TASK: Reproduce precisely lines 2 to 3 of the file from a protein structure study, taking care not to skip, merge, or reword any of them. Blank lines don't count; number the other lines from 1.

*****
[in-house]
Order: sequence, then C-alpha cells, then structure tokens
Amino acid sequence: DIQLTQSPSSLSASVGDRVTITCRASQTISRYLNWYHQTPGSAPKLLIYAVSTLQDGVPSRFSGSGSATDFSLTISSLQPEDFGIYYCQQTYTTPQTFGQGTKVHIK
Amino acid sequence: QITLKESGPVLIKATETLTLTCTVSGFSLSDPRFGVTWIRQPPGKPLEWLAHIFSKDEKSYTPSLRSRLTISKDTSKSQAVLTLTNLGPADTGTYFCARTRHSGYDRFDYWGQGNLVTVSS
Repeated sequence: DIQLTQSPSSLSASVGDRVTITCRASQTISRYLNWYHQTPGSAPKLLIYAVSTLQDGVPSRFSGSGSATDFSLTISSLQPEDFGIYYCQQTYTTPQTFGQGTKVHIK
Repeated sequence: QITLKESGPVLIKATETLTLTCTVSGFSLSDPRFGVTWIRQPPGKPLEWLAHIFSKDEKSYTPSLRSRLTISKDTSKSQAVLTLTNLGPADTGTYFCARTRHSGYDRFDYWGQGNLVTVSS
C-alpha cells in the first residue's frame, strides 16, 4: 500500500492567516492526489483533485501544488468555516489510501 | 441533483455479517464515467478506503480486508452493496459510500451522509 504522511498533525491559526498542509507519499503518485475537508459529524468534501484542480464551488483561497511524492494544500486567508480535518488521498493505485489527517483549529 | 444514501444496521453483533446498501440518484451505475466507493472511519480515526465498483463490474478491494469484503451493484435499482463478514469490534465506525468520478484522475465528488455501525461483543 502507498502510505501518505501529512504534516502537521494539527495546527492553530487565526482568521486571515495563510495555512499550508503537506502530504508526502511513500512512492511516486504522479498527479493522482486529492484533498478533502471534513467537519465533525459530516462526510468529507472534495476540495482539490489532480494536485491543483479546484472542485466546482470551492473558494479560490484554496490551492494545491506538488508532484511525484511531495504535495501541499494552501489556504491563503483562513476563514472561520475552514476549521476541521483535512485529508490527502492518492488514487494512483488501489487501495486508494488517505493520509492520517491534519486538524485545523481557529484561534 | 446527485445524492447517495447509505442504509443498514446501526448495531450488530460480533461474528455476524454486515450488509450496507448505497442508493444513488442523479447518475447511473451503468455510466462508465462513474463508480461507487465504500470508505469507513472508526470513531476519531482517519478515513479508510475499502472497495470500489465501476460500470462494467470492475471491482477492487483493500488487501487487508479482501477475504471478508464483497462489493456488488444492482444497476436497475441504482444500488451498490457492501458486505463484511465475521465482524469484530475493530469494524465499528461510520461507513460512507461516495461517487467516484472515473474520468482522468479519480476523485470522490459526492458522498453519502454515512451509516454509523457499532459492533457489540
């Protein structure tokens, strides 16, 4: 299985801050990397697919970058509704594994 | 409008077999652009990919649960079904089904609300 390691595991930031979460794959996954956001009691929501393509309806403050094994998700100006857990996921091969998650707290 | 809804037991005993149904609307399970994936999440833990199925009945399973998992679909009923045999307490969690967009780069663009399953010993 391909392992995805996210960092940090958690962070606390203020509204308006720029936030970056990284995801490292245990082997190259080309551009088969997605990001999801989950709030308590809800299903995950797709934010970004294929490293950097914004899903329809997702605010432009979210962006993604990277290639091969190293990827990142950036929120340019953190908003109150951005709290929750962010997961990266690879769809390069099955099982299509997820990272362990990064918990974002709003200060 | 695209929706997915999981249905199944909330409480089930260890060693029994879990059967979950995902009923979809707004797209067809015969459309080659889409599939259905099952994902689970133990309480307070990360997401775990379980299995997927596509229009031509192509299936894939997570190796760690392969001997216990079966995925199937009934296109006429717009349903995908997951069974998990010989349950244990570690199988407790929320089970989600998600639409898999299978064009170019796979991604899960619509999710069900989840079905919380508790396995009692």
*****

Order: sequence, then C-alpha cells, then structure tokens
Amino acid sequence: DIQLTQSPSSLSASVGDRVTITCRASQTISRYLNWYHQTPGSAPKLLIYAVSTLQDGVPSRFSGSGSATDFSLTISSLQPEDFGIYYCQQTYTTPQTFGQGTKVHIK